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The Unlockjaw Syndrome

G. G. Liddle, MD
JAMA. 1974;229(3):268. doi:10.1001/jama.1974.03230410014009.
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To the Editor.—  Into my office a week ago barged seven bearded, sweat-drenched halftails, with a patient in tow. Pushing me to the side, they lashed him to the examining table and rushed away on their bumblebee cycles as fast as the machines would accelerate. A worm-eaten $10 bill was pinned to the patient's chest.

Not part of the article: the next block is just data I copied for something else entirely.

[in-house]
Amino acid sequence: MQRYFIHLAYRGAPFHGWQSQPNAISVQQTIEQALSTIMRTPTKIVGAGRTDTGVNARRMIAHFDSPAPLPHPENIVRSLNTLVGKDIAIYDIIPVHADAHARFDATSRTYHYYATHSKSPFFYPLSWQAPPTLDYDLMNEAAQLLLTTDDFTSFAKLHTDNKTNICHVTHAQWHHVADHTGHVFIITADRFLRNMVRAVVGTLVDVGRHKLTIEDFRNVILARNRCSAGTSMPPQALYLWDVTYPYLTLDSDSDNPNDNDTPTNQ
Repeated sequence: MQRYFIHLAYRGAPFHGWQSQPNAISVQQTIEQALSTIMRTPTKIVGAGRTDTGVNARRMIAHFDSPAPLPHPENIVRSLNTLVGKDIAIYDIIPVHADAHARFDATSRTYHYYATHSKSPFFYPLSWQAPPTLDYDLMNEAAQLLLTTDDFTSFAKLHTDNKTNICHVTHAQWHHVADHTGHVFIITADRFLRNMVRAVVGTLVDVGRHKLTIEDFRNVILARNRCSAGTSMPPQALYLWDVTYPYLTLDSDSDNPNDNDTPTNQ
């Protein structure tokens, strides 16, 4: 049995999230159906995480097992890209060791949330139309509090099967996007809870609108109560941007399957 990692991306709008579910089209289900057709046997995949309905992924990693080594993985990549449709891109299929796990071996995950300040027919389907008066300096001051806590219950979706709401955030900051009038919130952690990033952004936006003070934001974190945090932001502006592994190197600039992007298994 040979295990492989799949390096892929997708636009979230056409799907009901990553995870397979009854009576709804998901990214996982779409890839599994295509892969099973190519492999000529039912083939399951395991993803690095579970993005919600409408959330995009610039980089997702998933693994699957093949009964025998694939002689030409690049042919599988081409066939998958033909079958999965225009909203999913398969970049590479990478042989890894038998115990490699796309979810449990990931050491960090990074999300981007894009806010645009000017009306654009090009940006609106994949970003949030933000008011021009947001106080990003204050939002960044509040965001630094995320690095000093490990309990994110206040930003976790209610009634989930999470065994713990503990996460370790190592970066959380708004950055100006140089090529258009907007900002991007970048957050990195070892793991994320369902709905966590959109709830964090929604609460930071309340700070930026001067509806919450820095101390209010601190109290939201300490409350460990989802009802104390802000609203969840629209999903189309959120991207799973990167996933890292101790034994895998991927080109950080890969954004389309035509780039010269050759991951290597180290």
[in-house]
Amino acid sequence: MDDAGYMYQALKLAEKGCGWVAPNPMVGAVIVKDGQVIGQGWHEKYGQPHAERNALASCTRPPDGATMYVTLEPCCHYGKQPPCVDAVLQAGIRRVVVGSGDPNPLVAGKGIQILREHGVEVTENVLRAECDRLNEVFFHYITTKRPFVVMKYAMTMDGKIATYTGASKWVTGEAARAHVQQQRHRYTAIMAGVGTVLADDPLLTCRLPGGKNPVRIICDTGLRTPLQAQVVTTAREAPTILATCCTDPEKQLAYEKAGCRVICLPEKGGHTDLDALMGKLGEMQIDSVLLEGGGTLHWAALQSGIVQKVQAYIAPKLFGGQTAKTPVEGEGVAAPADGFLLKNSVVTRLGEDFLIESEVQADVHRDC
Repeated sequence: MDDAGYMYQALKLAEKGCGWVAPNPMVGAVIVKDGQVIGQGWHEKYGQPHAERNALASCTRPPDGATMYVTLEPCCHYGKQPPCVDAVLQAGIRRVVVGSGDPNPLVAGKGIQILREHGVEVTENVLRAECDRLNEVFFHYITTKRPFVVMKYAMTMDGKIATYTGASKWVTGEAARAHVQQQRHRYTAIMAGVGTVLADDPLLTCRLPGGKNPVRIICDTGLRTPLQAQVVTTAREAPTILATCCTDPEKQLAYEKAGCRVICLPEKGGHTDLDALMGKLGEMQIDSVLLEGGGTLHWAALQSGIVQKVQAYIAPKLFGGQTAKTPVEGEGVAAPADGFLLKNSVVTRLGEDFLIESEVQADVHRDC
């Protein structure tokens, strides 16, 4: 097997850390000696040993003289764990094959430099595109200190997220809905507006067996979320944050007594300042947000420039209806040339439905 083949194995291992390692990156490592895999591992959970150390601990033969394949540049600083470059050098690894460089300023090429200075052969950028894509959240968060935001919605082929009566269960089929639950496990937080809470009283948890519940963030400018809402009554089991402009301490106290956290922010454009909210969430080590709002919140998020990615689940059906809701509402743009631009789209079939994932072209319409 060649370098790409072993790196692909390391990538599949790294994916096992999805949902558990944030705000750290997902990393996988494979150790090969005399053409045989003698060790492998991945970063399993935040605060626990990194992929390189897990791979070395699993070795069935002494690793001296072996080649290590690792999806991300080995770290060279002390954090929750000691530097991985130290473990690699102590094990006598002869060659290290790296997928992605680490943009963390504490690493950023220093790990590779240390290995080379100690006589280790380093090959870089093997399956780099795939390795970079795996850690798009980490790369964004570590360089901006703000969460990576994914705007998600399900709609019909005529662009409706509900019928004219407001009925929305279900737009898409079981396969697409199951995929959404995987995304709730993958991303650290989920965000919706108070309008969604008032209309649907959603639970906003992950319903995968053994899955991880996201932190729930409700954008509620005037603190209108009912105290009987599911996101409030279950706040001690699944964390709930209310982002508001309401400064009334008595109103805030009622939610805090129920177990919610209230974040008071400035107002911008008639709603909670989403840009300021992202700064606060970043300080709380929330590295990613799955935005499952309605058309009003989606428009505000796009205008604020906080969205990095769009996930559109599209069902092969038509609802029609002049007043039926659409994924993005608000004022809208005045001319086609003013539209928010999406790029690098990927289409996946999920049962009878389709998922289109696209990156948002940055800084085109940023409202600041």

Report of a Case.—  The patient was a male, perhaps 25-year-old, disheveled specimen, alive, emitting a strange nonfetid, but disgusting, aromatic vapor. His jaws moved constantly, never quite closing, in a revolting figure-of-eight, saccadic rhythm, faster west-to-east than north-to-south. His eyes blinked constantly, his speech was unintelligibly confused by the drool exuding from his mouth. Reflexes were violently active. Omitting obviously irrelevant data on blood pressure, fever, and MMPI testing, I rapped him over the shins, gouged him in the eyeballs, and hyperextended his finger joints until he quieted sufficiently to obtain a specimen of


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